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Sen. John McCain has long been a darling of the press, and it's safe to say he picked up a few new fans at the American Magazine Conference that kicked off Sunday evening in Fajardo, Puerto Rico.

ROLLING THE DICE: Sen. John McCain has long been a darling of the press, and it’s safe to say he picked up a few new fans at the American Magazine Conference that kicked off Sunday evening in Fajardo, Puerto Rico. In a town hall discussion Monday morning, McCain half-jokingly referred to the media as “my base” and promised to hold biweekly press conferences should he become president. As for whether he’ll seek that job, he said he is undecided. “I want to be president. I know very few of my colleagues who don’t,” he said. “The question is, do I want to run for president? I’d also like to be emperor.” (Newsweek editor Mark Whitaker came away with a different impression after dining with McCain Sunday night. “He’s running,” Whitaker said. “He’s making all the moves.”)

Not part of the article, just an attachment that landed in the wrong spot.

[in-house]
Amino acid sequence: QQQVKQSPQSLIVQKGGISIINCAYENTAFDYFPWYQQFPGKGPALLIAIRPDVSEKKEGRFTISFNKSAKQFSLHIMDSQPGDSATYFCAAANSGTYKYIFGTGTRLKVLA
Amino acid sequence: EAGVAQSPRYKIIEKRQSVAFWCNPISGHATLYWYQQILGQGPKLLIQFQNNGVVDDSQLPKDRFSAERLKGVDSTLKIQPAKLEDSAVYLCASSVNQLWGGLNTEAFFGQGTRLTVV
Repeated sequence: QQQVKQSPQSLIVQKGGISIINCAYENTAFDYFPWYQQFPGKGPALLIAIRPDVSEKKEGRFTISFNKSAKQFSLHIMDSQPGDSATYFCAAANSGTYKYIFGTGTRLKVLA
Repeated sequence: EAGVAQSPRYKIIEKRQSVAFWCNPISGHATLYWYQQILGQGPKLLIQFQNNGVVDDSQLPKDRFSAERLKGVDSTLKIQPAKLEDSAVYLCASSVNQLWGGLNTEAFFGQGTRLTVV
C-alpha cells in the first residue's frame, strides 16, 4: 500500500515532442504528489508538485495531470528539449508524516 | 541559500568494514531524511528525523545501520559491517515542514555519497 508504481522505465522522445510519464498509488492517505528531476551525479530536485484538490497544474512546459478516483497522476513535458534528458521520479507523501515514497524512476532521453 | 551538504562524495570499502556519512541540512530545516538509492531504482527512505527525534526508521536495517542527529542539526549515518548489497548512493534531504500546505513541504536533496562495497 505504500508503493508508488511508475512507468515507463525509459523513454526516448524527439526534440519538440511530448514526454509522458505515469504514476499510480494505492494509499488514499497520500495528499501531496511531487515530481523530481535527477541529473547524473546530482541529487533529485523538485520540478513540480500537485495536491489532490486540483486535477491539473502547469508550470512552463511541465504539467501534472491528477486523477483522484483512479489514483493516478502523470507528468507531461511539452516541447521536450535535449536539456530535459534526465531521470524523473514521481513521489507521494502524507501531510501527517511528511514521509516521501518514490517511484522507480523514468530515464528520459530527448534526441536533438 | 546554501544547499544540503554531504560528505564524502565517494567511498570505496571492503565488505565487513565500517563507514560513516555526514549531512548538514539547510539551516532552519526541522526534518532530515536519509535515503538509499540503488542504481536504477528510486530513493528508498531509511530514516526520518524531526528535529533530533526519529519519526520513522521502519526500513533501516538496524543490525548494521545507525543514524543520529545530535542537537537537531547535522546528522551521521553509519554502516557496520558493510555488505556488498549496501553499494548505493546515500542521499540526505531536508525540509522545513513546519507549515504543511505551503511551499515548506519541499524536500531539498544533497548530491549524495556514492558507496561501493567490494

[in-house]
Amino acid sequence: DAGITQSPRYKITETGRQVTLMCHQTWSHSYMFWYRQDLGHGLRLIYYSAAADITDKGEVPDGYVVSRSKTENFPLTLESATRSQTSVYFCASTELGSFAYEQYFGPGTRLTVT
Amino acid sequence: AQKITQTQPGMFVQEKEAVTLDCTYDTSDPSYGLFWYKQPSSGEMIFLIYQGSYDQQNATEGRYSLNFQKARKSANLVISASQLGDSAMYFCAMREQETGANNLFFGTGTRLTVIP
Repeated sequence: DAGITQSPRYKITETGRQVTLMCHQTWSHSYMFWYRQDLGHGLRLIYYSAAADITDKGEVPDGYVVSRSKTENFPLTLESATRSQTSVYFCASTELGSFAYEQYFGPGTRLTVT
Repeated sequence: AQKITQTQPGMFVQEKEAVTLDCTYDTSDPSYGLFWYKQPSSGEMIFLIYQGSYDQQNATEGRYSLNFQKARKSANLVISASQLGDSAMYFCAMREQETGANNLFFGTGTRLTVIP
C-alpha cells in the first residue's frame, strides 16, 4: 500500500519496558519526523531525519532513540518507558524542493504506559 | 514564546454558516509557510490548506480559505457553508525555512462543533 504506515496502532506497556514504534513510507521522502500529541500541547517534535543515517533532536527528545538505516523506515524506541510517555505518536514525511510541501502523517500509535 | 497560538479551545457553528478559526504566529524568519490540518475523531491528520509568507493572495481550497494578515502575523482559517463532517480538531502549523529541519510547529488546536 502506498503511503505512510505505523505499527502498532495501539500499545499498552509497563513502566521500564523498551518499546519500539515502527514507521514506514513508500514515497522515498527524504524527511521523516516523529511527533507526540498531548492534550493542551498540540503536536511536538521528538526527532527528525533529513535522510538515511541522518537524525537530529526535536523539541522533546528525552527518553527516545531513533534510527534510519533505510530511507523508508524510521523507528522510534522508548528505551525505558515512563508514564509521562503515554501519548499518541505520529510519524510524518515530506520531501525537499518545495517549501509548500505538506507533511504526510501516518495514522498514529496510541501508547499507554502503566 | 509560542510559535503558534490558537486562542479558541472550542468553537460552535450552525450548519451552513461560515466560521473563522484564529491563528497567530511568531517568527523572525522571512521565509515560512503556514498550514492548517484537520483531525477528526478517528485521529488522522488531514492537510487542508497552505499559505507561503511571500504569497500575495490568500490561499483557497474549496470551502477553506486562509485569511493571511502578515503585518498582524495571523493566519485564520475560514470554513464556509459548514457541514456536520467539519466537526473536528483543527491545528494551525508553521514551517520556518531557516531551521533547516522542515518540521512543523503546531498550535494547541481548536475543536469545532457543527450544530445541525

But what really impressed conference goers was McCain’s marathon session at the hotel casino the previous evening. While most attendees were content to watch the gambling and talk about the two hot topics of conversation — official news that Norman Pearlstine would be stepping down as editor in chief of Time Inc. on Jan. 1 and The New York Times’ weekend coverage of reporter Judith Miller‘s role in the Valerie Plame leak case — Jonathan Feit and Igor Finkel, the founders of Citizen Culture magazine, got a quick tutorial in craps from the Arizona senator. They played alongside him as he amassed a sizable pile of chips, then lost all but $200 of it. Still, “he left happy,” Finkel said.